Mylan will sell rights and assets related to seven generic drugs to Alvogen Group in order to settle a complaint by the U.S. Federal Trade Commission (FTC) related to the company’s proposed $27 billion hostile acquisition of Perrigo.

In return, the FTC has cleared the deal, leaving just the final hurdle of approval by at least 80% of Perrigo shareholders by November 13—an approval that remains uncertain, and which Perrigo continues to oppose.

“We are delighted to have received FTC clearance, making our offer for Perrigo now unconditional other than the one final step, which now rests solely in the hands of Perrigo shareholders,” Robert Coury, Mylan’s executive chairman, said in a statement.

The FTC announced the settlement yesterday, months after the agency alleged that Mylan’s proposed purchase was likely to harm competition in the U.S. for the seven generic drugs.

Four of the generics are now marketed by Mylan and Perrigo:

  • Bromocriptine mesylate for conditions that include type 2 diabetes and Parkinson’s disease


  • Clindamycin phosphate/benzoyl peroxide for acne


  • Liothyronine sodium for hypothyroidism, as well as treatment or prevention of enlarged thyroid glands


  • Polyethylene glycol 3350, a laxative, for occasional constipation.


Mylan also agreed to sell off three generics for which it or Perrigo either had plans to launch, or the capability of developing future products. The three are: Acyclovir for slowing the growth and spread of the herpes virus; Hydromorphone hydrochloride for moderate to severe pain in narcotic-tolerant patients; and Scopolamine for preventing symptoms associated with motion sickness, and helping patients recover from anesthesia and surgery.

In an analysis of the deal earlier this year, the FTC said that Mylan and Amneal Pharmaceuticals now hold ANDAs and supply acyclovir 5% ointment, while Perrigo was “one of a limited number of suppliers likely to enter this market in the near future.”

Mylan was also “likely to enter” the market for Hydromorphone hydrochloride, where Perrigo and Allergan hold ANDAs for 8 mg, 12 mg, and 16 mg extended release tablets, the FTC said.

As for Scopolamine, the FTC noted that Perrigo holds the only approved ANDA for the generic version of the branded drug Transderm Scop, adding that Mylan was one of a limited number of other suppliers “likely to enter this market in the near future.”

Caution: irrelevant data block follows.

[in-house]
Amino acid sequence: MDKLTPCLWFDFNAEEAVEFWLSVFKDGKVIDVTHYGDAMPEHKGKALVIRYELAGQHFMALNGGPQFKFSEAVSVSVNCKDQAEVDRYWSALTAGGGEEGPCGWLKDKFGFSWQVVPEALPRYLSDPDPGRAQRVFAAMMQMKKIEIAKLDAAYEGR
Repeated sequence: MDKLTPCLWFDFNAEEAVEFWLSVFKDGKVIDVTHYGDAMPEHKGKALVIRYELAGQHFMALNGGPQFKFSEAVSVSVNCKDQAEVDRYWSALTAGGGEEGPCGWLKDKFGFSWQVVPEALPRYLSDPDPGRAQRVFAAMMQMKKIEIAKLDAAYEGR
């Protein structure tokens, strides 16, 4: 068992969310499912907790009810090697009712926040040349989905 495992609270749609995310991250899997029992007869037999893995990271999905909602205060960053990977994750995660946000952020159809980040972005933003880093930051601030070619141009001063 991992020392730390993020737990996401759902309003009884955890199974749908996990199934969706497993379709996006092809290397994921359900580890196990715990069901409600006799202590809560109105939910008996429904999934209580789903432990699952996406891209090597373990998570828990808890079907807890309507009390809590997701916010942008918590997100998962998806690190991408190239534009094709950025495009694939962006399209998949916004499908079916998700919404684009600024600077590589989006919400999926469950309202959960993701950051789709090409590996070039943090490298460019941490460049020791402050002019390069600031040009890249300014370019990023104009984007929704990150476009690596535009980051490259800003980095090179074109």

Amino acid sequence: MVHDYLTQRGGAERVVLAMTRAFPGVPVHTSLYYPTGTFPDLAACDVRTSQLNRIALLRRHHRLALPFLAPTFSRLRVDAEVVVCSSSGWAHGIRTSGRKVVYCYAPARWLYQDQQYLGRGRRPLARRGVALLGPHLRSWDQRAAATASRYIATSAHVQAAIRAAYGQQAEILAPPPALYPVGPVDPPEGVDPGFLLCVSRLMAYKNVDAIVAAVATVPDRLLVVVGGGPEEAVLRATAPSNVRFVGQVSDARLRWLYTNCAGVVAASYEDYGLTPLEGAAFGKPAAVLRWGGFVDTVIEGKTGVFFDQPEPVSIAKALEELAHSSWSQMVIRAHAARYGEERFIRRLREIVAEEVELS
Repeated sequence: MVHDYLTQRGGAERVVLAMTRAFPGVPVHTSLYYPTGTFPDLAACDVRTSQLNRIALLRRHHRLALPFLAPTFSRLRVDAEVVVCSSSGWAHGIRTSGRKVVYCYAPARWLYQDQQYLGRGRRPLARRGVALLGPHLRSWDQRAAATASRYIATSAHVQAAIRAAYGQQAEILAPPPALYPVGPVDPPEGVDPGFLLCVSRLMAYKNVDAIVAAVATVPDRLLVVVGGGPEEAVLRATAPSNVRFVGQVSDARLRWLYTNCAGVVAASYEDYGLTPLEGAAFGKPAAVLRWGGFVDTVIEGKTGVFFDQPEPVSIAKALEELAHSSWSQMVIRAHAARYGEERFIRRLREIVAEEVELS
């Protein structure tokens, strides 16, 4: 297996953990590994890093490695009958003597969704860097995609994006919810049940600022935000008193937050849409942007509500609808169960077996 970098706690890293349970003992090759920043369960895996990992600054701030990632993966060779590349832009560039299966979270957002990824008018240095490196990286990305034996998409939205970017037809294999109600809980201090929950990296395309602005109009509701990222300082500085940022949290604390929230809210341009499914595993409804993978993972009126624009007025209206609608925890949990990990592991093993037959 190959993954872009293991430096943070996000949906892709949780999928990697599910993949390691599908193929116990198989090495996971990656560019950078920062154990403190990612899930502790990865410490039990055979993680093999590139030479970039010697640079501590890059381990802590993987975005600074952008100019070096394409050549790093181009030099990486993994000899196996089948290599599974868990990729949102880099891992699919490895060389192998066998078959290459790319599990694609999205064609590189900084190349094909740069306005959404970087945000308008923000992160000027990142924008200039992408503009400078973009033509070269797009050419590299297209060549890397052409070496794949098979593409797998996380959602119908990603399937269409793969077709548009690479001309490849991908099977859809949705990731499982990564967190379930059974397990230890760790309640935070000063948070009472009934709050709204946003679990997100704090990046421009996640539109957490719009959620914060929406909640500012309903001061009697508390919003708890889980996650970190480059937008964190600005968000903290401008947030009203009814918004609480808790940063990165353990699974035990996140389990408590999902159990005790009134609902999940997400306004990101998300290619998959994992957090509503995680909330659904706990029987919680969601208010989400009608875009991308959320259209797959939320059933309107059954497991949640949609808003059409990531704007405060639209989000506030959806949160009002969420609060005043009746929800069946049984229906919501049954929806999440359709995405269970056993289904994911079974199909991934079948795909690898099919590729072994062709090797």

Under Mylan’s offer, Perrigo shareholders would receive $75 in cash and 2.3 Mylan ordinary shares for each Perrigo ordinary share. Mylan officially commenced its formal offer to acquire all outstanding ordinary shares of Perrigo on September 14. The offer expires 8 a.m. ET on November 13.

Perrigo has called Mylan’s offer inadequate, with its CEO Joseph Papa taking issue with Mylan’s corporate governance. In response, Mylan has promised to allow shareholders of a combined Mylan-Perrigo vote on governance, including how directors are nominated and elected, as well as whether to keep Mylan’s “stitching” structure, in which an independent foundation retains functions that include preventing takeover efforts.

However, on Monday, Perrigo played down the potential for change and restated its opposition to the deal, in a statement by president, CEO and chairman Joseph C. Papa emailed to Bloomberg. “Mylan merely catalogues areas where serious reform is needed, and offers highly contingent and illusory promises without any assurance that any change will ever be made.”

Perrigo has also questioned Mylan’s assertion that the combined company could achieve $800 million in annual cost reductions or synergies—and complained about Mylan’s plan to operate Perrigo as a separate subsidiary if more than 50% but less than 80% of shareholders approve the deal.

On Monday, Perrigo disclosed in a quarterly regulatory filing that it had incurred $29 million in consulting and legal fees related to its defense against Mylan’s offer—including $15.6 million in the three months ending September 26.

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